Ap·plaud (v): to show approval or praise by clapping.
Although many people distinguish between human beings by referring to them as “saints” or “sinners,” I truthfully contend that we all blur into “sainners.” For after all, the saints do sin, and the sinners, every once in a while, stumble into some saintly behavior.
But there is one distinct difference between those who “pew” and those who have “de-pewed” and that is over the issue of whether to applaud or not to applaud.
Those who have refrained from steeple life deem applause a way of showing appreciation and often those within the confines of the holy temple think that such generosity is reserved solely for the Almighty and not for his faithful minions.
Here’s the problem: whether you are in the church or out of the church, you’re still human.
Since saints appear to be those individuals who have escaped the mortal coil and no longer have to worry about rent and traffic gridlock, it is difficult for us to pattern our lives after their mannerisms.
Saints and sinners both have to find a way to be human without offending one another (or God, for that matter).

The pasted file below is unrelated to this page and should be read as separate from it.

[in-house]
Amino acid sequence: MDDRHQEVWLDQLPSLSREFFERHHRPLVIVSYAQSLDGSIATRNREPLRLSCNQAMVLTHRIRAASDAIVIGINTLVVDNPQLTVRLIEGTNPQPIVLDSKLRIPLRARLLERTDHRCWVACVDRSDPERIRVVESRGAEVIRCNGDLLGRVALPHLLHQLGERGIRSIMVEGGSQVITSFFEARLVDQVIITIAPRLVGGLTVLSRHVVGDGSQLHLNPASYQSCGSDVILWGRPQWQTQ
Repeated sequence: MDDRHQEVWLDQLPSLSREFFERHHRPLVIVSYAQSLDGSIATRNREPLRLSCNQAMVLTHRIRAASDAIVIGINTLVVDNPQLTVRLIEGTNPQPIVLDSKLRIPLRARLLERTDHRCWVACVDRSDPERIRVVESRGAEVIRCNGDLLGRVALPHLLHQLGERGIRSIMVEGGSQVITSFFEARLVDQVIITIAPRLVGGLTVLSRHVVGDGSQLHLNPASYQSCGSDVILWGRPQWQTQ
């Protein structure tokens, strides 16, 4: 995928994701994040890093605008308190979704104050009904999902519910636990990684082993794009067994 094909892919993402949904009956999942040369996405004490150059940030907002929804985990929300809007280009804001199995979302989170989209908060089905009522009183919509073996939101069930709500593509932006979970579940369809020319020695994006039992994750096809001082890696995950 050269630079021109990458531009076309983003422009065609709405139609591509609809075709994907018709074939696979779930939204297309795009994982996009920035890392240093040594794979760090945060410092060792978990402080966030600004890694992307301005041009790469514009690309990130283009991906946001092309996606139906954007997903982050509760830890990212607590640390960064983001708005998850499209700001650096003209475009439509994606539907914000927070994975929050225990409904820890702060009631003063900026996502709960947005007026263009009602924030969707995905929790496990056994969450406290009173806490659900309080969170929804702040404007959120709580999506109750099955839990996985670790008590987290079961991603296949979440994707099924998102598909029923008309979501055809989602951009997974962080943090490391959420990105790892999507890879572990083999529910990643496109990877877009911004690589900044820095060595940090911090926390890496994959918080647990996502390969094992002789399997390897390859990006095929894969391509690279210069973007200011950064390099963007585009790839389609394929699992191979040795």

And I will tell you, one of the sure ways to create a resentful, frustrated and bitter individual is to remove encouragement and approval for his or her work.
In America, we show that kind of “attaboy” with money or applause.
When you remove the applause, as is often done in religious circles, and even occasionally subtracting the money, you end up with a craftsman who is trying to do his work out of duty.
Can I say–human beings just suck at duty? Or maybe it’s just that duty itself sucks.
So even though I have performed in front of the faithful many times, I gently demand that they applaud so they don’t end up looking like a bunch of jerks who are trying to decide whether to enjoy themselves.
Matter of fact, because I know the God who fills my heart is a creative genius, I sometimes will step outside early in the morning, as the sun is rising, smile … and applaud.
Thank you for enjoying Words from Dic(tionary) — J.R. Practix